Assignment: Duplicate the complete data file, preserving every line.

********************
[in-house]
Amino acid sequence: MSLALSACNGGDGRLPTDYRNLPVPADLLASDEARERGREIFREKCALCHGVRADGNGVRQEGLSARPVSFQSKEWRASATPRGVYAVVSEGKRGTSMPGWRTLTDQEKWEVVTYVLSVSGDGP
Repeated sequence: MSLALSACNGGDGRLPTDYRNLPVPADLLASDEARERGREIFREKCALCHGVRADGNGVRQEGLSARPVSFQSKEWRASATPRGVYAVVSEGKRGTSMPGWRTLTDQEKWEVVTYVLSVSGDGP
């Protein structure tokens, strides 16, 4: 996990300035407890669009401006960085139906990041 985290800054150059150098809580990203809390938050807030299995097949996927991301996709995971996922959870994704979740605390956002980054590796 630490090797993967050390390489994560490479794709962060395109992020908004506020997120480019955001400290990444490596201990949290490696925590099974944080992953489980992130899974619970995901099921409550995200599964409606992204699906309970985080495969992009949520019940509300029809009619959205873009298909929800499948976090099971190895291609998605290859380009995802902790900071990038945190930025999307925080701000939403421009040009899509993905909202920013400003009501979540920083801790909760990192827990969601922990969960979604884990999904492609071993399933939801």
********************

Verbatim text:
[in-house]
Amino acid sequence: MSLALSACNGGDGRLPTDYRNLPVPADLLASDEARERGREIFREKCALCHGVRADGNGVRQEGLSARPVSFQSKEWRASATPRGVYAVVSEGKRGTSMPGWRTLTDQEKWEVVTYVLSVSGDGP
Repeated sequence: MSLALSACNGGDGRLPTDYRNLPVPADLLASDEARERGREIFREKCALCHGVRADGNGVRQEGLSARPVSFQSKEWRASATPRGVYAVVSEGKRGTSMPGWRTLTDQEKWEVVTYVLSVSGDGP
């Protein structure tokens, strides 16, 4: 996990300035407890669009401006960085139906990041 985290800054150059150098809580990203809390938050807030299995097949996927991301996709995971996922959870994704979740605390956002980054590796 630490090797993967050390390489994560490479794709962060395109992020908004506020997120480019955001400290990444490596201990949290490696925590099974944080992953489980992130899974619970995901099921409550995200599964409606992204699906309970985080495969992009949520019940509300029809009619959205873009298909929800499948976090099971190895291609998605290859380009995802902790900071990038945190930025999307925080701000939403421009040009899509993905909202920013400003009501979540920083801790909760990192827990969601922990969960979604884990999904492609071993399933939801």